Understanding tropical cyclone (TC) climatology is a problem of profound societal significance and deep scientific interest. The annual cycle is the biggest radiatively forced signal in TC variability, presenting a key test of our understanding and modeling of TC activity. TCs over the North Atlantic (NA) basin, which are usually called hurricanes, have a sharp peak in the annual cycle, with more than half concentrated in only 3 mo (August to October), yet existing theories of TC genesis often predict a much smoother cycle. Here we apply a framework originally developed to study TC response to climate change in which TC genesis is determined by both the number of pre-TC synoptic disturbances (TC “seeds”) and the probability of TC genesis from the seeds. The combination of seeds and probability predicts a more consistent hurricane annual cycle, reproducing the compact season, as well as the abrupt increase from July to August in the NA across observations and climate models. The seeds-probability TC genesis framework also successfully captures TC annual cycles in different basins. The concise representation of the climate sensitivity of TCs from the annual cycle to climate change indicates that the framework captures the essential elements of the TC climate connection.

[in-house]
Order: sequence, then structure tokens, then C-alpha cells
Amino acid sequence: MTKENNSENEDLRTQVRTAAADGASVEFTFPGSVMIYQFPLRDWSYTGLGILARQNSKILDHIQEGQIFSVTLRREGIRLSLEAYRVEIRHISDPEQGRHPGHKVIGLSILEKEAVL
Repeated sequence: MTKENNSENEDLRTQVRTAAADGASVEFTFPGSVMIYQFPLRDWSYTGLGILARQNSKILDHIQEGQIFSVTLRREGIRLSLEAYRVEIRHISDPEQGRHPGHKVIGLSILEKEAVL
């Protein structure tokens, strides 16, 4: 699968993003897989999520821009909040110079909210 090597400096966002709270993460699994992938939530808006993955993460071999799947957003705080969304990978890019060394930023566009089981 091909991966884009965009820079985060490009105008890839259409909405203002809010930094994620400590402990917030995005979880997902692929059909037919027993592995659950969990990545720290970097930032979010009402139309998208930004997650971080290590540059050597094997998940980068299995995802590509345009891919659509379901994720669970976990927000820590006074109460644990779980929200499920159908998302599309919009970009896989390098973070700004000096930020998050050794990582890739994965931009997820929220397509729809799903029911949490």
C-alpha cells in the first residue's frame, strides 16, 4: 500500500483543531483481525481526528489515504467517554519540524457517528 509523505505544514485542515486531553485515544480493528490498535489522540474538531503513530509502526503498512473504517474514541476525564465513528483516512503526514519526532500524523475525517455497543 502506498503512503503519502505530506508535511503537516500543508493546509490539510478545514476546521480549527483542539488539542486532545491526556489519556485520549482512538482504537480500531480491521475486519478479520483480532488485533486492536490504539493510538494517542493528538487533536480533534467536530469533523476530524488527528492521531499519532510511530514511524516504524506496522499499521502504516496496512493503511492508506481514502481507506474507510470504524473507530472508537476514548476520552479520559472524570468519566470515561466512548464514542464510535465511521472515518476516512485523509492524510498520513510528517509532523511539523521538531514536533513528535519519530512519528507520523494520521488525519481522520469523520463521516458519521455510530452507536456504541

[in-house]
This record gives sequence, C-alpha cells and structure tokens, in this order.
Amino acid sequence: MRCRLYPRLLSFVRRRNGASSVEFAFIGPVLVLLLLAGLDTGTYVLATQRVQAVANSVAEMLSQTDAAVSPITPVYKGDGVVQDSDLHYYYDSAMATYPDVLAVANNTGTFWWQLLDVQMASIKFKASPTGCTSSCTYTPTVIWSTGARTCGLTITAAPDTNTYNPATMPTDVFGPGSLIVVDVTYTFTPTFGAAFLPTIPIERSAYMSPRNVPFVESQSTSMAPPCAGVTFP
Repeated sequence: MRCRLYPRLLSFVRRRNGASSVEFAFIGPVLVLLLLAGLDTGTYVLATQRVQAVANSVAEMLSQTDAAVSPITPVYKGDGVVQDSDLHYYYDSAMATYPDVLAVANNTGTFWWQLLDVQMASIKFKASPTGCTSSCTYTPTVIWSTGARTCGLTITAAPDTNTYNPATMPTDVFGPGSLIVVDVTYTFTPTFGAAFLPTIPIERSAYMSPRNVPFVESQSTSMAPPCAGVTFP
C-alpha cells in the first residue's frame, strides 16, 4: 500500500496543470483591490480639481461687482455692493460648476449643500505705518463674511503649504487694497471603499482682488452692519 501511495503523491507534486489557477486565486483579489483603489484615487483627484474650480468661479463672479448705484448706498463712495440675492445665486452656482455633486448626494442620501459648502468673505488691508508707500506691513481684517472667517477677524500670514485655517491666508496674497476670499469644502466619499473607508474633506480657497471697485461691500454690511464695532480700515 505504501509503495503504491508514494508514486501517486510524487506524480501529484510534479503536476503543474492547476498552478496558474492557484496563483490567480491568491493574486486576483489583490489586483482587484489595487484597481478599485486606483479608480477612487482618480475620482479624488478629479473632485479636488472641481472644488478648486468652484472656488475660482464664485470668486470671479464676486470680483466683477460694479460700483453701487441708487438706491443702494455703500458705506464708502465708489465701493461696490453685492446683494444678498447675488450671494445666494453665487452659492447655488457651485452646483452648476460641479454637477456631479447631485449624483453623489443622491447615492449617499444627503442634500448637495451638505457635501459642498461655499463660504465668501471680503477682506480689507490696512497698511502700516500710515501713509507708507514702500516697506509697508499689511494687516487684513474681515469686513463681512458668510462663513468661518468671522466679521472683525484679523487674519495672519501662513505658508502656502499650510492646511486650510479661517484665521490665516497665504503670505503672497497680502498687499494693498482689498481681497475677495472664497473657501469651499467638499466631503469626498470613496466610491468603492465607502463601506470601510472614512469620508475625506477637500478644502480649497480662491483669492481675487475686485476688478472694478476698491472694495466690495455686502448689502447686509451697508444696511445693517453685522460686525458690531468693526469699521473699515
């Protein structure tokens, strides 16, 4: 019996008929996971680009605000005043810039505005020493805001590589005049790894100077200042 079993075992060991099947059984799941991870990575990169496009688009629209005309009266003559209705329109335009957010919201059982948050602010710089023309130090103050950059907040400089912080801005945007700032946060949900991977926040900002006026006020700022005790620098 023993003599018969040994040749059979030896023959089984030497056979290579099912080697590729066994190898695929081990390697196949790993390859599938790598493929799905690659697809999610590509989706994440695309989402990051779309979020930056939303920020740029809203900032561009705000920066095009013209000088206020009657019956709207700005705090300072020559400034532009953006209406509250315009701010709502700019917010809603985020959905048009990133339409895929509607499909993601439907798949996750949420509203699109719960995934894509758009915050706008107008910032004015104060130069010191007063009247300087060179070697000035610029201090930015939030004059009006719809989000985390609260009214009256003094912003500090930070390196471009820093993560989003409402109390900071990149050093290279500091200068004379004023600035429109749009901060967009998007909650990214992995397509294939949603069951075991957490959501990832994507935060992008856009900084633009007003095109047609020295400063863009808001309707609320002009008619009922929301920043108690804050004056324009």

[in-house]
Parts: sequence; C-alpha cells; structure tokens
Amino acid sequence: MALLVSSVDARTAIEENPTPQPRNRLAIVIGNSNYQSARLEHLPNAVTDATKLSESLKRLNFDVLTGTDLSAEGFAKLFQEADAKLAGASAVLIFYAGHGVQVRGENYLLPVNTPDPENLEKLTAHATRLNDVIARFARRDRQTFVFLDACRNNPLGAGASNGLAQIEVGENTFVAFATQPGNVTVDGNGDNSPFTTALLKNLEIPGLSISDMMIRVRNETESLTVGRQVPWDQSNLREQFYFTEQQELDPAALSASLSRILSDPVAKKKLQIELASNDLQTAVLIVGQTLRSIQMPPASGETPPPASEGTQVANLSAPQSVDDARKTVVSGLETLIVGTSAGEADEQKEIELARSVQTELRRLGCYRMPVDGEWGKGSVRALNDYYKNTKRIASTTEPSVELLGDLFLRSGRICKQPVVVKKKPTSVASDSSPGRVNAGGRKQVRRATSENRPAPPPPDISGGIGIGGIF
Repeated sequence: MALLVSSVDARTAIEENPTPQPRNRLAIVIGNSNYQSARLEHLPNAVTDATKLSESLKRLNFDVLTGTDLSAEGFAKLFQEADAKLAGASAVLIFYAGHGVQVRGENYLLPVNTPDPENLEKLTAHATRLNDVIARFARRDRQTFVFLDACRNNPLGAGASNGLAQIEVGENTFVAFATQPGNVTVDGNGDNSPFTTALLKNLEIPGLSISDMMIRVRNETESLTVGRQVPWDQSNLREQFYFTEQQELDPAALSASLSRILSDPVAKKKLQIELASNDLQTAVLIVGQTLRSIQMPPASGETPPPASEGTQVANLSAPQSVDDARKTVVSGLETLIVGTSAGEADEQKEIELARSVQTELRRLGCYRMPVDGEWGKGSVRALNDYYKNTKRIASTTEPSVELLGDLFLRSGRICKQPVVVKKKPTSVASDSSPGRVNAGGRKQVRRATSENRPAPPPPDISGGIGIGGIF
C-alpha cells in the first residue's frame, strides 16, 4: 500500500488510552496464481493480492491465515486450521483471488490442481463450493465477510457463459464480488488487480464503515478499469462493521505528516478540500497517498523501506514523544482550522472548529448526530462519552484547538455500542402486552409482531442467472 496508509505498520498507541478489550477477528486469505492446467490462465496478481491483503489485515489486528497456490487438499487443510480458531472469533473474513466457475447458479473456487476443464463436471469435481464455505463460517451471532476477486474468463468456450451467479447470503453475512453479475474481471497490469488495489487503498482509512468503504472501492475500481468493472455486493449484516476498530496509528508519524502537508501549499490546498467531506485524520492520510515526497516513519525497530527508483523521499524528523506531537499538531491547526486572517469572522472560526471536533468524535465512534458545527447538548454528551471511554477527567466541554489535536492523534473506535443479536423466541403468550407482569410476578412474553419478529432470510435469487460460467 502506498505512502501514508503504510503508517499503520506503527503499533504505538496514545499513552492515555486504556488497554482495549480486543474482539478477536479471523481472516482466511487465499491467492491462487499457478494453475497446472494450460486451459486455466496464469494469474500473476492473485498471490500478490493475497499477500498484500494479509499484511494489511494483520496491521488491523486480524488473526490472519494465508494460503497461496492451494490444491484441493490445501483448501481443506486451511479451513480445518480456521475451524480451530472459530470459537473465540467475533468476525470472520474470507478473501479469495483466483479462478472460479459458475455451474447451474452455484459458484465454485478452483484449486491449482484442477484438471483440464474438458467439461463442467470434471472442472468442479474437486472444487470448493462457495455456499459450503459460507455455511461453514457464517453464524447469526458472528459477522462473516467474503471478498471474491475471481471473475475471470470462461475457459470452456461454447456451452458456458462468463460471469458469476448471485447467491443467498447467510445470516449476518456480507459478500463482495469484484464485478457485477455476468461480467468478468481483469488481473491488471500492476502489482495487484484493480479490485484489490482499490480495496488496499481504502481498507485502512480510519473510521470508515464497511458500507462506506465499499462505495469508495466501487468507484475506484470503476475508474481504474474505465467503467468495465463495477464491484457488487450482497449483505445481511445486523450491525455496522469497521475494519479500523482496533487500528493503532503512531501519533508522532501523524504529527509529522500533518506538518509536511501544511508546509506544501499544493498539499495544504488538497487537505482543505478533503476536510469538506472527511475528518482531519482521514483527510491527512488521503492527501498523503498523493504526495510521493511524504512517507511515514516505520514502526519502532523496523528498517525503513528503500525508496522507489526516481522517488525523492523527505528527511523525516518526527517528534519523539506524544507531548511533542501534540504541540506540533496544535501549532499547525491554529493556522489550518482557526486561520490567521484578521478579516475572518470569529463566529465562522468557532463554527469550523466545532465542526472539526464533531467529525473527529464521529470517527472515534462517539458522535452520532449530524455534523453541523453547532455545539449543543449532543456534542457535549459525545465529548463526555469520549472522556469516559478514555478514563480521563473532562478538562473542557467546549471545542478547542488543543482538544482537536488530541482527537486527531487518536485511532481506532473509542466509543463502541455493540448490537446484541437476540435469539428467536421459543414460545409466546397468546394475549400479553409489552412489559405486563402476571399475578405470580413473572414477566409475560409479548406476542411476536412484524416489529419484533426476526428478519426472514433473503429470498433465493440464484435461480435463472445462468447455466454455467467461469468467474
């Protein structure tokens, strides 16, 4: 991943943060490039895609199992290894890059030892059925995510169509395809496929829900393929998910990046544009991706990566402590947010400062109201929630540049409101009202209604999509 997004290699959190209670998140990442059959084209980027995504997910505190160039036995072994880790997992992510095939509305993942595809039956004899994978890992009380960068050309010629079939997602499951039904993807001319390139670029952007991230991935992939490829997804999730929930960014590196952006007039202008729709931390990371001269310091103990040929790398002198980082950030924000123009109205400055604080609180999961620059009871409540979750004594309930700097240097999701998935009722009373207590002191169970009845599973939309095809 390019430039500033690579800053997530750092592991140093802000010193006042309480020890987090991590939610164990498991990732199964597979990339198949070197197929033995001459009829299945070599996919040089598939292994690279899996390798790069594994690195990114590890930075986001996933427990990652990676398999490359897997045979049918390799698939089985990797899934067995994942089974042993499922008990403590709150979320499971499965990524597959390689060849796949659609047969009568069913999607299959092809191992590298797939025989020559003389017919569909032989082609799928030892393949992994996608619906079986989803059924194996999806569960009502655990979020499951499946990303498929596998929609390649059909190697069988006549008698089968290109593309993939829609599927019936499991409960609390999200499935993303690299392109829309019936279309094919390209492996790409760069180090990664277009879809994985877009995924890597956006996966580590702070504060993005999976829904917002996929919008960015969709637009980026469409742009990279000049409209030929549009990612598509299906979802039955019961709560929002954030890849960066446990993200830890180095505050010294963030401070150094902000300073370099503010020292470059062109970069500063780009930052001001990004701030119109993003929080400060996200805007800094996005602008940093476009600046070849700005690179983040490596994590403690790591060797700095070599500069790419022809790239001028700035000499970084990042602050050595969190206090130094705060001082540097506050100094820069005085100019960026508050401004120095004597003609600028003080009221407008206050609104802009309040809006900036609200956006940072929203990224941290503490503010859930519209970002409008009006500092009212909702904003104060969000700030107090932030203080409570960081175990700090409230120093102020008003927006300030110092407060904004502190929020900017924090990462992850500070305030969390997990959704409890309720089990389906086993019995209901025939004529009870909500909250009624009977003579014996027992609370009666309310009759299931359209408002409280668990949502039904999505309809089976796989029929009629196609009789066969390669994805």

|Original language||English (US)|
|Journal||Proceedings of the National Academy of Sciences of the United States of America|
|State||Published - Oct 12 2021|
All Science Journal Classification (ASJC) codes
- Annual cycle
- TC seeds
- Tropical cyclone